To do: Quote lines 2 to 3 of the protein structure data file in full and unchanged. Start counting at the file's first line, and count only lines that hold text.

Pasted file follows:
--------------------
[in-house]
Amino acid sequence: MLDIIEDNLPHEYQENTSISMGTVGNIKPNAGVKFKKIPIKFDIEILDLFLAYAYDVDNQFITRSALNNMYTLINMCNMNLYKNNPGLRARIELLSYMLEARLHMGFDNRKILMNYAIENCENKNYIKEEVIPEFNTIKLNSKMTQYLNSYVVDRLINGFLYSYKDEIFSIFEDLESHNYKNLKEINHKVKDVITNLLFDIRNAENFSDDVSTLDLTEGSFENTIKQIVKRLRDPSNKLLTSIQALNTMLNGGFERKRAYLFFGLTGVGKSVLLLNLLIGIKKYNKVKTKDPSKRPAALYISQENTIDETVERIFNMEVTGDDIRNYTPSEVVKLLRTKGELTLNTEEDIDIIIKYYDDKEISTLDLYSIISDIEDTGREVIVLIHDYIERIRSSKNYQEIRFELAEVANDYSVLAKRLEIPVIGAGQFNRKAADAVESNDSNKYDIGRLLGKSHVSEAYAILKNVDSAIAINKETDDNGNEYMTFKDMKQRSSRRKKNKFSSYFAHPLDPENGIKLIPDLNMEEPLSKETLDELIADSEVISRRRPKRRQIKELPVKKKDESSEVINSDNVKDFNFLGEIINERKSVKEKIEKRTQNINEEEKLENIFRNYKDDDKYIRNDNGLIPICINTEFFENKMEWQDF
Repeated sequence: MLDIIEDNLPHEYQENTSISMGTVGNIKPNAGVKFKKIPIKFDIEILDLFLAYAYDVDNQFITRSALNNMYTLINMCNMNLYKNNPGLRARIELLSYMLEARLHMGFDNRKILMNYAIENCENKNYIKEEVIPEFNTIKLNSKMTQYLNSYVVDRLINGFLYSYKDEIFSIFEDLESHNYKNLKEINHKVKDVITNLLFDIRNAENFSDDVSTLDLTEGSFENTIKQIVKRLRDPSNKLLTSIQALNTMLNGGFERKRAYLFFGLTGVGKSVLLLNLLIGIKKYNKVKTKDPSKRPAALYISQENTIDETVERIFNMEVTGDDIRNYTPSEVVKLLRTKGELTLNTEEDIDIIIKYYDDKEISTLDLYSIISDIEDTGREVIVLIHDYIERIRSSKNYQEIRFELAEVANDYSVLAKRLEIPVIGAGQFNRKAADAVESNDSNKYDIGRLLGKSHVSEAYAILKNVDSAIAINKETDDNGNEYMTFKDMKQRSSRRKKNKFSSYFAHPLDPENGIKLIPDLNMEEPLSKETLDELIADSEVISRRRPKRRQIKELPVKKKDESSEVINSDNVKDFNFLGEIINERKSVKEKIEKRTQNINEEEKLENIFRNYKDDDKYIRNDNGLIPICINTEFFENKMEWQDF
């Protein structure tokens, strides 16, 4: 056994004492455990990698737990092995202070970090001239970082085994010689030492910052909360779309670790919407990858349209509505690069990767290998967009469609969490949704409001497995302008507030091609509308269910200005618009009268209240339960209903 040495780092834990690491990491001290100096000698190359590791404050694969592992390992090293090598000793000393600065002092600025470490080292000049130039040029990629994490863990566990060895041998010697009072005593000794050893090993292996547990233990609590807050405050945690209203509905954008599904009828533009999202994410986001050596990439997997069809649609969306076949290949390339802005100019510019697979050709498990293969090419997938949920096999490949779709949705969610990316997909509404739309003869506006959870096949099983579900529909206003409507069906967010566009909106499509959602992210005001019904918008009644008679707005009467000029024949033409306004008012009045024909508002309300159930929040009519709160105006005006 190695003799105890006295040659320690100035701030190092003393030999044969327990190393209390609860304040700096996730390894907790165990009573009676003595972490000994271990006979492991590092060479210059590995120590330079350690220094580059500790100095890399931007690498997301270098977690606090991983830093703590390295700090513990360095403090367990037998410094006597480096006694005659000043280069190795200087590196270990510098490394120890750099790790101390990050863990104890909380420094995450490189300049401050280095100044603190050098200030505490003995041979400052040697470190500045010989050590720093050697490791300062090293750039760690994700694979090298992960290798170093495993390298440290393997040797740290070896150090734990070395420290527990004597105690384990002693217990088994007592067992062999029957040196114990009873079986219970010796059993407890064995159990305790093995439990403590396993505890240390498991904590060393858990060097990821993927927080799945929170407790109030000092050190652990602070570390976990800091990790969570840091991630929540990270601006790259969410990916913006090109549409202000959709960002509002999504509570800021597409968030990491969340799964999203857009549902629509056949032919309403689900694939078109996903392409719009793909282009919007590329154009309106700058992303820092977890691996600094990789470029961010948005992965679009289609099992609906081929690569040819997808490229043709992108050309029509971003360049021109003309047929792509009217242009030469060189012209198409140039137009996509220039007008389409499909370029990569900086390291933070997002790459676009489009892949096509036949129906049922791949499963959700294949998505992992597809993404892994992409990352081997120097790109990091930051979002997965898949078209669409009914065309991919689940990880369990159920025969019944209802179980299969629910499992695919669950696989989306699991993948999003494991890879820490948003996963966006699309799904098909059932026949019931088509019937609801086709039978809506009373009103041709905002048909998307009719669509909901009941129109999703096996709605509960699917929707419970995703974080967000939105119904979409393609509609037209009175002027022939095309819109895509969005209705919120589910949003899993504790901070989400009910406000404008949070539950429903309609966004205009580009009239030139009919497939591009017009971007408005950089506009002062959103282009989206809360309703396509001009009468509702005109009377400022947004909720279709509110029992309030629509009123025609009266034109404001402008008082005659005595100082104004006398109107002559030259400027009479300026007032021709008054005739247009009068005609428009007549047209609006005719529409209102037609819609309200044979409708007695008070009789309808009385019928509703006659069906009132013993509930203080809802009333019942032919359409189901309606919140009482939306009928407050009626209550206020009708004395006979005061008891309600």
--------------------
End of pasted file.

Amino acid sequence: MLDIIEDNLPHEYQENTSISMGTVGNIKPNAGVKFKKIPIKFDIEILDLFLAYAYDVDNQFITRSALNNMYTLINMCNMNLYKNNPGLRARIELLSYMLEARLHMGFDNRKILMNYAIENCENKNYIKEEVIPEFNTIKLNSKMTQYLNSYVVDRLINGFLYSYKDEIFSIFEDLESHNYKNLKEINHKVKDVITNLLFDIRNAENFSDDVSTLDLTEGSFENTIKQIVKRLRDPSNKLLTSIQALNTMLNGGFERKRAYLFFGLTGVGKSVLLLNLLIGIKKYNKVKTKDPSKRPAALYISQENTIDETVERIFNMEVTGDDIRNYTPSEVVKLLRTKGELTLNTEEDIDIIIKYYDDKEISTLDLYSIISDIEDTGREVIVLIHDYIERIRSSKNYQEIRFELAEVANDYSVLAKRLEIPVIGAGQFNRKAADAVESNDSNKYDIGRLLGKSHVSEAYAILKNVDSAIAINKETDDNGNEYMTFKDMKQRSSRRKKNKFSSYFAHPLDPENGIKLIPDLNMEEPLSKETLDELIADSEVISRRRPKRRQIKELPVKKKDESSEVINSDNVKDFNFLGEIINERKSVKEKIEKRTQNINEEEKLENIFRNYKDDDKYIRNDNGLIPICINTEFFENKMEWQDF
Repeated sequence: MLDIIEDNLPHEYQENTSISMGTVGNIKPNAGVKFKKIPIKFDIEILDLFLAYAYDVDNQFITRSALNNMYTLINMCNMNLYKNNPGLRARIELLSYMLEARLHMGFDNRKILMNYAIENCENKNYIKEEVIPEFNTIKLNSKMTQYLNSYVVDRLINGFLYSYKDEIFSIFEDLESHNYKNLKEINHKVKDVITNLLFDIRNAENFSDDVSTLDLTEGSFENTIKQIVKRLRDPSNKLLTSIQALNTMLNGGFERKRAYLFFGLTGVGKSVLLLNLLIGIKKYNKVKTKDPSKRPAALYISQENTIDETVERIFNMEVTGDDIRNYTPSEVVKLLRTKGELTLNTEEDIDIIIKYYDDKEISTLDLYSIISDIEDTGREVIVLIHDYIERIRSSKNYQEIRFELAEVANDYSVLAKRLEIPVIGAGQFNRKAADAVESNDSNKYDIGRLLGKSHVSEAYAILKNVDSAIAINKETDDNGNEYMTFKDMKQRSSRRKKNKFSSYFAHPLDPENGIKLIPDLNMEEPLSKETLDELIADSEVISRRRPKRRQIKELPVKKKDESSEVINSDNVKDFNFLGEIINERKSVKEKIEKRTQNINEEEKLENIFRNYKDDDKYIRNDNGLIPICINTEFFENKMEWQDF